"Chemical life would have been the intermediary step between inorganic rock and the very first living biological cell. You could think of chemical life as a machine –a robot, for example, is capable of moving and reacting to surroundings, but it is not alive. With the aid of these primitive batteries, chemicals became organised in such a way as to be capable of more complex behaviour and would have eventually developed into the living biological structures we see today," said Dr Terry Kee.
The team from NASA's Jet Propulsion Laboratory (JPL-Caltech) working on the Curiosity rover, which landed on Mars in August last year, has recently reported the presence of phosphorus on the Red Planet.
"If Curiosity has found phosphorus in one of the forms we produced in Iceland, this may indicate that conditions on Mars were at one point suitable for the development of life in much the same way we now believe it developed on Earth," added Dr Kee.
The team at Leeds are now working with colleagues at JPL-Caltech to understand how these early batteries and the 'chemical life' they became part of might have developed into biological life. As part of this work they will be using facilities in the University of Leeds' Faculty of Engineering, currently used to test new fuel cells, to build a 'geological fuel cell' using minerals and gases common on the early Earth. Researchers will apply different chemicals to its surface and monitor the reactions take place and the chemical products which develop.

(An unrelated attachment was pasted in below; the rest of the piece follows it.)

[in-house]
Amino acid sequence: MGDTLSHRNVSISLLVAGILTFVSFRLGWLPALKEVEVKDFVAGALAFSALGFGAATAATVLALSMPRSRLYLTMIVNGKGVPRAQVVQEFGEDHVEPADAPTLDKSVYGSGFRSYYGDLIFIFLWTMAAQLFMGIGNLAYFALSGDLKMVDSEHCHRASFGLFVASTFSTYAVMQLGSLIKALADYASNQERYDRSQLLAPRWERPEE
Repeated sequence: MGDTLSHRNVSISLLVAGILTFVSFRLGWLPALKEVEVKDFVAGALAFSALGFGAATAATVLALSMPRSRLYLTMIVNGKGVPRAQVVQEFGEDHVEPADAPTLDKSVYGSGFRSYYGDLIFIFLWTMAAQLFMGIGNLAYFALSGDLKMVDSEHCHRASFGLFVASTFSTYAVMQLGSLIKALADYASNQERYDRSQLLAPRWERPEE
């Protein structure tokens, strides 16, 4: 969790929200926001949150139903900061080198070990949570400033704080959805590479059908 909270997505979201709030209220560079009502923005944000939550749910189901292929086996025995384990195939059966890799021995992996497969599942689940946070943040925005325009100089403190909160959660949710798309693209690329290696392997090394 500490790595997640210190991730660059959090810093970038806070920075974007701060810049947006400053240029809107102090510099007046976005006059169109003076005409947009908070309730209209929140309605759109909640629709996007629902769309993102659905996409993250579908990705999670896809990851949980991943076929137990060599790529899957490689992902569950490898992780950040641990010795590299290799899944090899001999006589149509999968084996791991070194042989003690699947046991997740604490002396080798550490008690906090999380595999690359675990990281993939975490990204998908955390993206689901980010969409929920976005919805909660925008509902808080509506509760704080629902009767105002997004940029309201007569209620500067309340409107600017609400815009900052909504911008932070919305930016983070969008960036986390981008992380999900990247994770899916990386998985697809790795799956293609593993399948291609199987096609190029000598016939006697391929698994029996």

The team also hope to travel to Disko Island in Greenland which is home to the Earth's only naturally-occurring source of schreibersite, the mineral found in the Sikhote-Alin meteorite. Here, they hope to repeat their experiments and show that the same chemicals develop in an entirely Earth-originated setting.
The paper Hydrothermal modification of the Sikhote-Alin iron meteorite under low pH geothermal environments. A plausibly prebiotic route to activated phosphorus on the early Earth was published online by the journal Geochimica et Cosmochimica Acta on 15th March 2013.
The research was funded by the Engineering and Physical Sciences Research Council, Leverhulme Trust, Science and Technology Facilities Council and the UK Space Agency.
For more information
Dr Terry Kee is available for interview.
Contact Richard Mellor, Communications, University of Leeds
T: +44 (0)113 3434031
Notes to Editors
1. The 2008 Research Assessment Exercise showed the University of Leeds to be the UK's eighth biggest research powerhouse. The University is one of the largest higher education institutions in the UK and a member of the Russell Group of research-intensive universities. The University's vision is to secure a place among the world's top 50 by 2015. http://www.leeds.ac.uk